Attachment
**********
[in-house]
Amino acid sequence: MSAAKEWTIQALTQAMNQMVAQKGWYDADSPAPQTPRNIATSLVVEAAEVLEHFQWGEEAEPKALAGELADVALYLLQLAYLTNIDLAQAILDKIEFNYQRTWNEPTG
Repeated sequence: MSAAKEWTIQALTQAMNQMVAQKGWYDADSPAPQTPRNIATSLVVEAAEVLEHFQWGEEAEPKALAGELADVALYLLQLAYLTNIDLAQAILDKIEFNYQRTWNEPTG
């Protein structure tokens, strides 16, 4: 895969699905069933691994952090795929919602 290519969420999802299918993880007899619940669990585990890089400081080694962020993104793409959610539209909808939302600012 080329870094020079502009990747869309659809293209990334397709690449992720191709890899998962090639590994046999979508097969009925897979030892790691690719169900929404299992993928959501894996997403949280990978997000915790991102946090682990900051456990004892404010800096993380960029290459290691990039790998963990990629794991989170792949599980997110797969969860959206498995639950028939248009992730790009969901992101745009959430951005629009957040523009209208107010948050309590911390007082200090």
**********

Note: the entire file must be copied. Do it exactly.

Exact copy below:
[in-house]
Amino acid sequence: MSAAKEWTIQALTQAMNQMVAQKGWYDADSPAPQTPRNIATSLVVEAAEVLEHFQWGEEAEPKALAGELADVALYLLQLAYLTNIDLAQAILDKIEFNYQRTWNEPTG
Repeated sequence: MSAAKEWTIQALTQAMNQMVAQKGWYDADSPAPQTPRNIATSLVVEAAEVLEHFQWGEEAEPKALAGELADVALYLLQLAYLTNIDLAQAILDKIEFNYQRTWNEPTG
């Protein structure tokens, strides 16, 4: 895969699905069933691994952090795929919602 290519969420999802299918993880007899619940669990585990890089400081080694962020993104793409959610539209909808939302600012 080329870094020079502009990747869309659809293209990334397709690449992720191709890899998962090639590994046999979508097969009925897979030892790691690719169900929404299992993928959501894996997403949280990978997000915790991102946090682990900051456990004892404010800096993380960029290459290691990039790998963990990629794991989170792949599980997110797969969860959206498995639950028939248009992730790009969901992101745009959430951005629009957040523009209208107010948050309590911390007082200090």